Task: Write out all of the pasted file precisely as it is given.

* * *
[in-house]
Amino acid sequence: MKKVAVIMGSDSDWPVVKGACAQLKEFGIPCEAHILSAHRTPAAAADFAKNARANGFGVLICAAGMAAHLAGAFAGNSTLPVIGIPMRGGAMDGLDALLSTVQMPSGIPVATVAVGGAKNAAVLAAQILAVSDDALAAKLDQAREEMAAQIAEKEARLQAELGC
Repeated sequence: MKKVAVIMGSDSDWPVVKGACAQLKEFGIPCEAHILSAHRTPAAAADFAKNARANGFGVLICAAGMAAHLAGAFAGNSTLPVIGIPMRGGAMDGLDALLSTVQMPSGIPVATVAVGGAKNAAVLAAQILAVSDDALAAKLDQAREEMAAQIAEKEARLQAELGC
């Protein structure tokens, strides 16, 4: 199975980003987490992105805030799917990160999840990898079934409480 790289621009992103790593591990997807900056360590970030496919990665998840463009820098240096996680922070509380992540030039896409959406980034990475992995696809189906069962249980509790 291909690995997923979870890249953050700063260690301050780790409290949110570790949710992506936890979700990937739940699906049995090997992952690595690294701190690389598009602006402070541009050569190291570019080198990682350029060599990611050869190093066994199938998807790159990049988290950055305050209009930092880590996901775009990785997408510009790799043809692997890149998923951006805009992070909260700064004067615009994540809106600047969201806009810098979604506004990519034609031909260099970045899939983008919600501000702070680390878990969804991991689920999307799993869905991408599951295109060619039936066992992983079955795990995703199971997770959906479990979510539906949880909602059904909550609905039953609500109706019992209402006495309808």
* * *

[in-house]
Amino acid sequence: MKKVAVIMGSDSDWPVVKGACAQLKEFGIPCEAHILSAHRTPAAAADFAKNARANGFGVLICAAGMAAHLAGAFAGNSTLPVIGIPMRGGAMDGLDALLSTVQMPSGIPVATVAVGGAKNAAVLAAQILAVSDDALAAKLDQAREEMAAQIAEKEARLQAELGC
Repeated sequence: MKKVAVIMGSDSDWPVVKGACAQLKEFGIPCEAHILSAHRTPAAAADFAKNARANGFGVLICAAGMAAHLAGAFAGNSTLPVIGIPMRGGAMDGLDALLSTVQMPSGIPVATVAVGGAKNAAVLAAQILAVSDDALAAKLDQAREEMAAQIAEKEARLQAELGC
């Protein structure tokens, strides 16, 4: 199975980003987490992105805030799917990160999840990898079934409480 790289621009992103790593591990997807900056360590970030496919990665998840463009820098240096996680922070509380992540030039896409959406980034990475992995696809189906069962249980509790 291909690995997923979870890249953050700063260690301050780790409290949110570790949710992506936890979700990937739940699906049995090997992952690595690294701190690389598009602006402070541009050569190291570019080198990682350029060599990611050869190093066994199938998807790159990049988290950055305050209009930092880590996901775009990785997408510009790799043809692997890149998923951006805009992070909260700064004067615009994540809106600047969201806009810098979604506004990519034609031909260099970045899939983008919600501000702070680390878990969804991991689920999307799993869905991408599951295109060619039936066992992983079955795990995703199971997770959906479990979510539906949880909602059904909550609905039953609500109706019992209402006495309808």